Actually, I’d like to take the opportunity presented here in discussing “data science” in Dr. Cliff’s video to plug Dr. Tom Carpenter of Seattle Pacific University. He taught one of the online courses in Microsoft’s 10-course/project series in Machine Learning and Artificial Intelligence on edX.org (no longer available, though). However, he has a complete online course for free on YouTube, which looks very similar to the Microsoft course in content (the one video I looked at is identical to the same topic in the Microsoft course). Tom Carpenter’s Data Science Research Methods Course [Full Course] - YouTube
What he did in his course was great. He’s an excellent, funny, and reasonably entertaining lecturer. But he didn’t immerse the students in math and data. Instead, his mission was more, “Don’t be fooled by numbers! Think about the numbers and how they were obtained. Think about experimental design! Could the numbers be misleading you?!” And he gave lots of often humorous examples in the Microsoft course of how you could be lead astray by numbers you want to believe in!
For example, he discussed and illustrated how wrong you could be from just taking surveys from customers who walk in the door, say, at Walmart. You’re more likely to get responses from folks who are very happy or very angry, leaving out folks in the middle who are, meh, I’m okay but just don’t want to be bothered by a survey today.
Relative to Dr. Cliff’s A/B testing, he emphasized if you really want to do it right, you need two cohorts. Those who test A first, then B. And the reverse, those who test B first, then are offered A to test. As possibly testing A and B in a certain order influences the outcome. And he discusses why do that as opposed to having one group test A, another group test B, and then just having each group rate each product independently for its features.
The lecture that I found really made me respect his teaching ability is the one on false positives and false negatives (it probably helps to digest the earlier material on statistical power first). The last part of the lecture illustrating parts of an outcome tree that you’re on with false positives and false negatives was the most illuminating.
Data Science Research Methods | False Positives and False Negatives - YouTube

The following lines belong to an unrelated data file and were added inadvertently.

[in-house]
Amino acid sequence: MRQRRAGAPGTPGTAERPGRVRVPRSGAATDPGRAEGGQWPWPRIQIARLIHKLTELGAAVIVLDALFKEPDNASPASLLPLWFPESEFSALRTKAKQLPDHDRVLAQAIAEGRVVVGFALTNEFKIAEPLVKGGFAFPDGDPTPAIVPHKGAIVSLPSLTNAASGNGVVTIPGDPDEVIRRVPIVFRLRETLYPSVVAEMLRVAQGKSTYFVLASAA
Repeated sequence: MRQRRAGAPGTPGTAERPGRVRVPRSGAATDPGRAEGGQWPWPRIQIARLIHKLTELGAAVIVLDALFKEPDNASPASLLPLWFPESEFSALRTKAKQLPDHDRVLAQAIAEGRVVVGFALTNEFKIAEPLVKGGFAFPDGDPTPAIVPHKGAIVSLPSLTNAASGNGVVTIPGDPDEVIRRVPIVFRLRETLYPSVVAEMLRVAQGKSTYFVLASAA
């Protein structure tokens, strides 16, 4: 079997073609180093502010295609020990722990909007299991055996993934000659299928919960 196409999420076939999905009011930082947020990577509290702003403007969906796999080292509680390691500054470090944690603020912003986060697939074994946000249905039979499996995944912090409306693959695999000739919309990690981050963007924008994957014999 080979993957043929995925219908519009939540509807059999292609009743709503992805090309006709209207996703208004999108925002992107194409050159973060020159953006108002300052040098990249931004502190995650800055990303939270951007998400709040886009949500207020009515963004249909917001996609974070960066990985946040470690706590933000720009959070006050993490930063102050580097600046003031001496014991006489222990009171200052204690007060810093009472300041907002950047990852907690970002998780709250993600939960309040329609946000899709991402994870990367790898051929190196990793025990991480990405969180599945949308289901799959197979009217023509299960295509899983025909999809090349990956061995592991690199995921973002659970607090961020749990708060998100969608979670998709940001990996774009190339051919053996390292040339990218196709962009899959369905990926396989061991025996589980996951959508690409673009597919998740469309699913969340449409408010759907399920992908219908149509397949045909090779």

The bottom line is that Dr. Cliff’s experiment with only 4 participants probably doesn’t have enough statistical power (which is related to how the likelihood of being fooled by random variation decreases with increasing number of subjects) to avoid being fooled by a false positive, e.g., Dr. Cliff happened to pick subjects who from their makeup and past experience prefer the premium whereas if it he did the same experiment 20 times over, the average result would be different.
Carpenter’s message is be sure you have a good experiment design that fairly addresses the question you’re looking for an answer to and then be sure you have sufficient statistical power (subject numbers) that you can say it’s unlikely the answers (the responses you got) could be explained by random variation. An interesting thing that he teaches is the more black and white with no variation in outcome, say, two choices are, the less subject numbers you need to claim you found a difference but when the perceived difference between A and B are much grayer with overlapping response variation, you need larger numbers of subjects to claim a statistically valid result.
He also discusses at length correlation vs. causation and how one had better not fall into the trap of blindly turning a correlation into a causation - giving examples of how messed up you can get going that route.
Edit_Update: Watched the whole 1st video out of Carpenter’s YouTube course and a big Microsoft logo flashed on the screen at the end of the video - so the course lectures are straight out of a Microsoft course that once cost $100 on edX.org to take (there were course lab projects and quizzes to take for the edX version, though, too). Great course for teaching that one just doesn’t see numbers and jump to a conclusion. I see that I gave his edX course a plug two years ago, even back then citing the false positives, false negatives lecture: What a Joke - Aspirin